Tag: Trisha Pender

All-Women Art shows

It’s commonly observed that if you ask someone to name ten famous female artists, they struggle to do so. Lately, we have seen a significant rise in all-female art exhibitions. Still, there have seen far more all-male shows, but they were not presented as such. Do, however, shows made to support the sisterhood inadvertently risk ghettoizing female artists? Do they relegate women to the second-rate, not good enough to take part in mixed-gender exhibitions? Or are all-women shows are a necessary correction, after centuries of art exhibitions that featured only men? Women weren’t even allowed to make art for a very long time. The feminist art movement sought to change this and to promote women’s art in the 1960s and throughout the 1970s. And in the 8os the Guerrilla Girls tried to change the patriarchy in the art world.

Recently we have seen shows like the Nasty Women Art Show at the Knockdown Center, NSFW: Female Gaze at New York’s Museum of Sex, Champagne Life at the Saatchi gallery, GRAB BACK: PES Feminist Incubator Space at the Project for Empty Space and Feminine Product at THE VOID 3125c gallery Los Angeles.

There are also all-female art fairs like the Other art fair and Women in Art Fair. The EVERY WOMAN BIENNIAL or Whitney Houston Biennial is an all-woman and women-identified art biennial in NY and LA.

Shows like this bring awareness and celebration of women artists. Dr. Annemarie Murland, an Australian artist and academic, decided to curate an exhibition that highlights the lack of representation of women in the Arts. ‘Crack Open the Canon’ is being organized by Mel McMillan, Director of Newcastle ArtSpace, poet and academic, as well as University of Newcastle Associate Professor Trisha Pender and her colleague, Keri Glastonbury.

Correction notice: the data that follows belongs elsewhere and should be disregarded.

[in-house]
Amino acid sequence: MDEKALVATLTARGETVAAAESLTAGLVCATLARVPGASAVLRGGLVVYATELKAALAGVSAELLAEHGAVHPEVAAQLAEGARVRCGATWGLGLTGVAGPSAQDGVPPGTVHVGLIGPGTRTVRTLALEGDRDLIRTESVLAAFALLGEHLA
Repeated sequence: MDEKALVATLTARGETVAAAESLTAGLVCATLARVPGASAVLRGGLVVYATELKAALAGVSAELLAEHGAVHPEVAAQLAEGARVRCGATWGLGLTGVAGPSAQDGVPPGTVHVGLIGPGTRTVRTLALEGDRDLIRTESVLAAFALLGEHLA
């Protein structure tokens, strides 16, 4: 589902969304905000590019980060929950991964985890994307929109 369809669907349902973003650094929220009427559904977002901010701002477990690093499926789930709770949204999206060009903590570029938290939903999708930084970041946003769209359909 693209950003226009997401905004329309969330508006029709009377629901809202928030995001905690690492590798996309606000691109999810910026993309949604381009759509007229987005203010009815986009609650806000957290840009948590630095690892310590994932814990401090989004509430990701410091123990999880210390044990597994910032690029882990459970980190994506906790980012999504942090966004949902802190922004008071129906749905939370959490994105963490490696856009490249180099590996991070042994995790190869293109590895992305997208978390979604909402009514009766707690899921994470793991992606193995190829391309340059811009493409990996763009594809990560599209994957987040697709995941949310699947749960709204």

Annemarie-Murland
Annemarie Murland

There is more than one way to be a feminist, or as Caroline McHugh would say ‘a womanist’, in contemporary society. This analogy and a fierce belief in making ‘good art’ was the shared common thread that brought nineteen women artists together for the Reimagining the Canon exhibition. Shows like this are not devaluing or victimizing the artists but more embracing them. An exhibit of art made by women, rather than as a “female art exhibition.” It is about the work, and equal opportunities not about gender.

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Helen Hopcroft

Dr. Murland says; “I wanted to create an exhibition that foregrounds the issue of gender inequality in visual art.” 51% of visual artists today are female, but only 5% of artwork in major museums is made by women. Just 25-35% of female artists are represented by a gallery. Men working in the arts earn on average $20,000 annually more than women.
“Why are women so often forgotten by art history?” Dr. Murland asks. “And what would the canon of art history look like if it was designed by female artists?”

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Lucy O’Donnell

Women deserve the same treatment as their male contemporaries. The work they make has no more to do with their gender than the work men make has to do theirs.

All women’s collectives like; Girls Only NYC, World Wide Women, Cleopatra’s, Balti Gurls,  m-a-u-s-e-r, Boudry and Lorenz, SALOON, The Bunny Collective, The Coven, Go! Push Pops, Where We At, The Ardorous and Esbat were formed to support and encourage individual artists not to identify the members as a “woman artist.”

Thus we have to be careful that creating these spaces and opportunities for women resulting in exactly the opposite of its intention? Good art and how it is produced, perceived and received within the wider community and an individual approach to making, should provide the benchmark for partaking in an exhibition.

See also: Gender quotas at the Royal Academy

Reimagining the Canon October 23 – 17 November 2019, The University of Newcastle Art Gallery, University Drive, Callaghan NSW 2308 Official opening Saturday 26 October at 4 pm, opening address delivered by Virginia Cuppaidge